The majority of essential oils are perfectly safe when used on the skin in the dilutions used by most aromatherapists, i.e. 3 or occasionally 4 per cent for most massage blends, with lower dilutions for children and people with sensitive skin, or when using oils that are known to be potentially somewhat irritant, use 1 or even as little as half a percent in such instances. See our article on Dilution Rates for more information.

A skin patch test is a method used to determine if a specific substance causes inflammation of the skin. It is often used to test for allergens. Any individual with suspected allergic contact dermatitis and/or atopic dermatitis needs patch testing.

If you have sensitive skin and you are not sure if you may be allergic to some Carrier Oils and/or Essential Oils, it is strongly advised that you perform a skin patch test before using any of our recipes for the first time.

All you need to do is to mix 1 drop of the oil you wish to test, with a teaspoon (5 ml) of carrier oil - such as sweet almond oil or grape seed oil. Apply a small amount of this mixed oil to the inside of your wrist or elbow and leave uncovered for twenty four hours. This area must not be washed for this period of time. If no sign of itching, redness or swelling occurs after the 24 hour period, it should be safe for you to use the oil.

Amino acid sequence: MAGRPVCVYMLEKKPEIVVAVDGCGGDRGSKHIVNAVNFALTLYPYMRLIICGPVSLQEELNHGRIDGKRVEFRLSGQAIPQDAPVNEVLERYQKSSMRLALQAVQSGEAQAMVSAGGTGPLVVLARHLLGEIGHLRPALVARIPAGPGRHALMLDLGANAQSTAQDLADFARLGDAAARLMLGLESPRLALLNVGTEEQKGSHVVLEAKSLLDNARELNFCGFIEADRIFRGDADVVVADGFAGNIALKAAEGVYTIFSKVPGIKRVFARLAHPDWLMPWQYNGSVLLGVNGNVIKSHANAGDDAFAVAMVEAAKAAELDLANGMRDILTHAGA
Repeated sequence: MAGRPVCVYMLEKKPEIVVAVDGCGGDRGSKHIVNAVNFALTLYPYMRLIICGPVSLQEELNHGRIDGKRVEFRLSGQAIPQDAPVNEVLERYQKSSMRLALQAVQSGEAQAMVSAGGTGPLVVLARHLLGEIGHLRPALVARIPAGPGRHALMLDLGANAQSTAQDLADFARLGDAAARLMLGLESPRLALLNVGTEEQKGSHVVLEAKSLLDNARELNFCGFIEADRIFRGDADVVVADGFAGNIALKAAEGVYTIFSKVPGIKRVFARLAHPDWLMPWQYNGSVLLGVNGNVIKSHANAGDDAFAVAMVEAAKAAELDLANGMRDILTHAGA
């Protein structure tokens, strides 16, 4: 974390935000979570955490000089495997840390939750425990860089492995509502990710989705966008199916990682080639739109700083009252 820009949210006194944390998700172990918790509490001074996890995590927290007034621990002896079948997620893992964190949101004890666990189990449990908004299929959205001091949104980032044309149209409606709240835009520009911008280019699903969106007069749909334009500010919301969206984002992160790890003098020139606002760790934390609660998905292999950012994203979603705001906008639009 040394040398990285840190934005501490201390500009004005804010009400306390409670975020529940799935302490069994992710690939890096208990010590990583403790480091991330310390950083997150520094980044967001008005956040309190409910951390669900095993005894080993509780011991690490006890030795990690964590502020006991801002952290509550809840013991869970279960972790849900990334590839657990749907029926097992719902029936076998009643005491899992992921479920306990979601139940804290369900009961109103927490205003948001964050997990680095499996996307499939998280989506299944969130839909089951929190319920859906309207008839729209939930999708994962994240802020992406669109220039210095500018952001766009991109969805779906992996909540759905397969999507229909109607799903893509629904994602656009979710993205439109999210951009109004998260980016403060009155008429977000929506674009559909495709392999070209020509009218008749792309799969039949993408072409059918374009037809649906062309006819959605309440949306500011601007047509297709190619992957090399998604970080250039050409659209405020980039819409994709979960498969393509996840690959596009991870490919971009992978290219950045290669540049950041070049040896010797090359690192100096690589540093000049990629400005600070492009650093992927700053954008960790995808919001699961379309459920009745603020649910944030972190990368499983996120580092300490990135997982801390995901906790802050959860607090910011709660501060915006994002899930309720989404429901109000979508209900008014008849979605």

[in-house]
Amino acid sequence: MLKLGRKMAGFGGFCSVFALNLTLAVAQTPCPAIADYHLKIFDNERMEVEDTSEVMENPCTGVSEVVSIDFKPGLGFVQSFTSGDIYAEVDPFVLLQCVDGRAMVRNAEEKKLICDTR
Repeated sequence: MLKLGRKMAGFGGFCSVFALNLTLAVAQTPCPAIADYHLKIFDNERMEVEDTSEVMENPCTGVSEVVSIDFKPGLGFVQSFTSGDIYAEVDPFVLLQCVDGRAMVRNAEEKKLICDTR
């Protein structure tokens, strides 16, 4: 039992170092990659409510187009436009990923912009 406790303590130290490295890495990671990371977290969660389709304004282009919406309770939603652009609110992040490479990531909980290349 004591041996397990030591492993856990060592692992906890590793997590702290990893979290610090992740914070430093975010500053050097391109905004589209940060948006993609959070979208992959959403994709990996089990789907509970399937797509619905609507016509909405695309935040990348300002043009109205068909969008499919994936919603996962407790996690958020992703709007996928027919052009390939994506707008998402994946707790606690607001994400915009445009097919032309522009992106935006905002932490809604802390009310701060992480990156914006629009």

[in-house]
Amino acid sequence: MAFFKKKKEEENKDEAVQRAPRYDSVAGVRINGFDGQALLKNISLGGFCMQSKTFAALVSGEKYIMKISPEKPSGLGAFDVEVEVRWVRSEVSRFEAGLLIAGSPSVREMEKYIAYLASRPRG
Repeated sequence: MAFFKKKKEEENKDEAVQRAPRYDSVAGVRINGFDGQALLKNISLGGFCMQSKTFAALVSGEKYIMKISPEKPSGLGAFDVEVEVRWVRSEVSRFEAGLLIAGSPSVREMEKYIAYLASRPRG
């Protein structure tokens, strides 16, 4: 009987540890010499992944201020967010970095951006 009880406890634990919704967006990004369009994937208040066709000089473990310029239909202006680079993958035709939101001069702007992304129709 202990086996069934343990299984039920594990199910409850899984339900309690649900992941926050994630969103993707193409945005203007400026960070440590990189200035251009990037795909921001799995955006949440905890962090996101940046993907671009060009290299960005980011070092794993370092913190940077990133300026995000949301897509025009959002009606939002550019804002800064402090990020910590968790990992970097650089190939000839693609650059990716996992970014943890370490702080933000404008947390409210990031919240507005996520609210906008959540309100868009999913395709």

If you have never used any form of carrier oil on your skin, it would be advisable to first do a skin patch test using only the carrier oil.

You need to make this one in advance as it takes up to four days to synergize, but it should last several months providing the top is secured tightly.


1 Tablespoon Grapeseed Oil
1 Tablespoon Almond Oil
1 Tablespoon Olive Oil
1 Tablespoon Jojoba Oil
10 drops Lavender Essential Oil
10 drops Juniper Essential Oil
10 drops Marjoram Essential Oil
10 drops Rosemary Essential Oil
5 drops Black Pepper Essential Oil